Underfloor heating has become the most popular way of heating a home. It transforms your floor into a big heat emitter via pipes or cables installed under the floors. It is efficient and manageable but is it right for your building? Let’s find out.
It can be hard to switch from radiators to the UFH system. However, when undertaking a self-build or extending your space, it is wise to include underfloor heating in your property layout to ensure the proper functioning and effective heating output. Also, it works great with renewable technology like heat pumps, which have a low flow rate.
In this guide, we will discuss the pros of UFH, how it works, and can it be installed under wooden flooring.
What is Underfloor Heating?
Underfloor heating includes installation of the system, either pipes or wires into the floor for uniform heat distribution throughout the room. It warms the room from the ground and increases comfort levels than a traditional radiator system.
How does Underfloor Heating System Work?
UFH heats the entire floor – the screed and floor finish and that heat radiate into the room. The effect of the system is it heats the room from the ground up, offering evenly distributed heat and comfort across the room. It eliminates cold spots, especially during winters, and thereby, enhances the level of comfort and serenity.
The ceiling can be at 18°C and you will still feel comfortable at 20°C at sofa level. Also, the reduction in temperature can help reduce the heating bill by 10%.
Pros of Underfloor Heating
- Underfloor Heating reduces cold spots across large areas, making it a viable option for the winter months
- It operates at a lower temperature than radiators, which means UFH is more energy-efficient
- It is compatible with many kinds of flooring
- No need to install space-stealing radiators. UFH increases the floor area of a house by 15%
- It is safe for children and adults as well as improve indoor air quality
Can You Install Underfloor Heating Under Wood Floors?
UFH isn’t only compatible with tile or stone flooring, it works well with hard floors and wood floors. Ceramic and porcelain tiles, vinyl tiles, and natural stone flooring are amongst the popular choices for UFH, but there are other suitable floor types as well.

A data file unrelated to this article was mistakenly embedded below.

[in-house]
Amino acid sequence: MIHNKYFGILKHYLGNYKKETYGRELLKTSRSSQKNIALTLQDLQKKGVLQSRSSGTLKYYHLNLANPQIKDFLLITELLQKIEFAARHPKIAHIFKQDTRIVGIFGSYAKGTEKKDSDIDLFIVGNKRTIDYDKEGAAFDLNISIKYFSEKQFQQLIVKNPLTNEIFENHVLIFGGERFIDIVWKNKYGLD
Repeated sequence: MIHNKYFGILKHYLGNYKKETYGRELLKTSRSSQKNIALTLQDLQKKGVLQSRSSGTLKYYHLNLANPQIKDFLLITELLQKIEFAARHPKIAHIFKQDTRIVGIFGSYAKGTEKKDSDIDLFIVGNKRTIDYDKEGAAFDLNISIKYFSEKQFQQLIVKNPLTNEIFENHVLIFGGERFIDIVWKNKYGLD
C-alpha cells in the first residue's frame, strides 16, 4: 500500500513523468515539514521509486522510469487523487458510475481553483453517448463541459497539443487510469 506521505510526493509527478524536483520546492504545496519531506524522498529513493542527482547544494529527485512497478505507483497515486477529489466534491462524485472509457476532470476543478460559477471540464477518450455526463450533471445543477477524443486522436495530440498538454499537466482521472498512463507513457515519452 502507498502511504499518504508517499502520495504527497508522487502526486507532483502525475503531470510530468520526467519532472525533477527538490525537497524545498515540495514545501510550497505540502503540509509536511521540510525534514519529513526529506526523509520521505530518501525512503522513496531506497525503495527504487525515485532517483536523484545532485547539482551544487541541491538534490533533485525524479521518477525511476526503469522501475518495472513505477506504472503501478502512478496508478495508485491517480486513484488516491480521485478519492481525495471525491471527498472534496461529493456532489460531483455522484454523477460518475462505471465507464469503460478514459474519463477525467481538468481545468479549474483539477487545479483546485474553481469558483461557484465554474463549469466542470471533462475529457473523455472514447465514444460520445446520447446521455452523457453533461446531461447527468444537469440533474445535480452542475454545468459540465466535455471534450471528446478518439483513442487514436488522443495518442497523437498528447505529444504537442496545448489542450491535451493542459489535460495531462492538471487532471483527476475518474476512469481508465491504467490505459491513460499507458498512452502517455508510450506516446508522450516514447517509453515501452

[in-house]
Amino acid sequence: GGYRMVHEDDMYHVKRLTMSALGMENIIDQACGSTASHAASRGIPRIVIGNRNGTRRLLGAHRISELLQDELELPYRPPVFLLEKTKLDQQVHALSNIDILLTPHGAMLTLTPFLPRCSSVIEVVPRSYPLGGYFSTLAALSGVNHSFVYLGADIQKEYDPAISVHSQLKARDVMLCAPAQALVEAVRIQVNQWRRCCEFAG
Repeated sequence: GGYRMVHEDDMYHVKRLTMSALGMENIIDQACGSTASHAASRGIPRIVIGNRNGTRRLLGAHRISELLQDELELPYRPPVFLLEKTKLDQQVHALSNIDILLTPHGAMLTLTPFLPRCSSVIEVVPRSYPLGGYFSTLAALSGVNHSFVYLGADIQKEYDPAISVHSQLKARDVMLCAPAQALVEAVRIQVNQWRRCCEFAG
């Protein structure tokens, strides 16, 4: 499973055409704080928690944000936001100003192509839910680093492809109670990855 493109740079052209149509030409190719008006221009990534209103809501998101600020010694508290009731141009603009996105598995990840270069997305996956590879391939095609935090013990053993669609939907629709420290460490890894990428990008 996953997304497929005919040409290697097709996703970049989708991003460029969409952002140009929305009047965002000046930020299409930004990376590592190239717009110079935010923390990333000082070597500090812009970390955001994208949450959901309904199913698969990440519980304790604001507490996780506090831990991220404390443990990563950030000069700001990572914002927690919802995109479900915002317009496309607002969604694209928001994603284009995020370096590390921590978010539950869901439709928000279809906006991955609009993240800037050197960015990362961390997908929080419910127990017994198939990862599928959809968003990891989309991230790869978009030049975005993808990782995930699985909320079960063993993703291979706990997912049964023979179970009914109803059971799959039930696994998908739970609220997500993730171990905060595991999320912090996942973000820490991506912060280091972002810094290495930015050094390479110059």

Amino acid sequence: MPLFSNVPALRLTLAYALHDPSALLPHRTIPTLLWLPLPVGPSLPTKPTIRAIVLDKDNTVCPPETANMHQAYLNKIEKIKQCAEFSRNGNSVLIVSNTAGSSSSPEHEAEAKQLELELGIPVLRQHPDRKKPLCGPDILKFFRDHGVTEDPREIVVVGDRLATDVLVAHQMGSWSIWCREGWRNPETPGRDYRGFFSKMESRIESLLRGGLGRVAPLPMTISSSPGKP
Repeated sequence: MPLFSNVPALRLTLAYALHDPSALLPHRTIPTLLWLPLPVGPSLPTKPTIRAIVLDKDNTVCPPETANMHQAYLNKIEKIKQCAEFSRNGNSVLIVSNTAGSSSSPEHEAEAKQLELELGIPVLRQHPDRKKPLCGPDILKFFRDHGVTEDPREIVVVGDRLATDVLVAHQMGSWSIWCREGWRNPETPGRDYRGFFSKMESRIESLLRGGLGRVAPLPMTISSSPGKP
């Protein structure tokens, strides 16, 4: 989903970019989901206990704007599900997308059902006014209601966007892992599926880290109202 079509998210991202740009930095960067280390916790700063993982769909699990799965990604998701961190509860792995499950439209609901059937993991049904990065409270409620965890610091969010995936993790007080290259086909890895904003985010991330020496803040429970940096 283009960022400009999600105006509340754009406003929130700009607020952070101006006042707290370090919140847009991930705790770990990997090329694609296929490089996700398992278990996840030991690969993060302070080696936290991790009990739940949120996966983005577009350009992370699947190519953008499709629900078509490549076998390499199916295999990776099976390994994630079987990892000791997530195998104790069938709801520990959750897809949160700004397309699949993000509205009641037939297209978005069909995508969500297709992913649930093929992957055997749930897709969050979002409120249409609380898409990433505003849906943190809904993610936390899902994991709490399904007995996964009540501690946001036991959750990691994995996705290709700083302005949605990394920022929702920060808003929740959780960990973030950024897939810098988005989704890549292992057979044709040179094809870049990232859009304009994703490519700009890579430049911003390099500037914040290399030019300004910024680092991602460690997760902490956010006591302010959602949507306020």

- Solid Wood Floors– It has enough thickness to withstand up to ten rounds of sanding and refinishing. However, the thickness can result in a few issues.
- Engineered Wood Floors– It is made from various sheets of thin wood united together. It leads to supple properties, wherein a high level of bending and stretching can occur.
A thick hardwood can result in some complications when installing a UFH system. On the contrary, thin layers of engineered wood floors allow a certain level of responsive expansion at different levels within the wood.
It is advised to tell the UFH system provider the type of flooring you have so that the pipe layout can be specified properly. Engineered wood works well with underfloor heating if it has a thin profile, without affecting the wood or heat output. Conversely, solid wood floors can’t cope with continuous temperature changes and are likely to get damaged.
It is also worth noting that UFH has a longer lifespan than radiators before becoming inefficient. Also, it offers a significant reduction in energy demand than a radiator system, which is hard to overlook.
About the Author:
Suntask.ie is a reliable supplier of plumbing and heating products, including illuminated bathroom LED mirrors, underfloor heating systems, thermostats, cylinders, pipes and fitting, solar panels, pumps and valves, accessories, and tools like a staple gun. All products are focused to reduce fossil fuels usage, limit carbon emissions and provide energy-efficient solutions.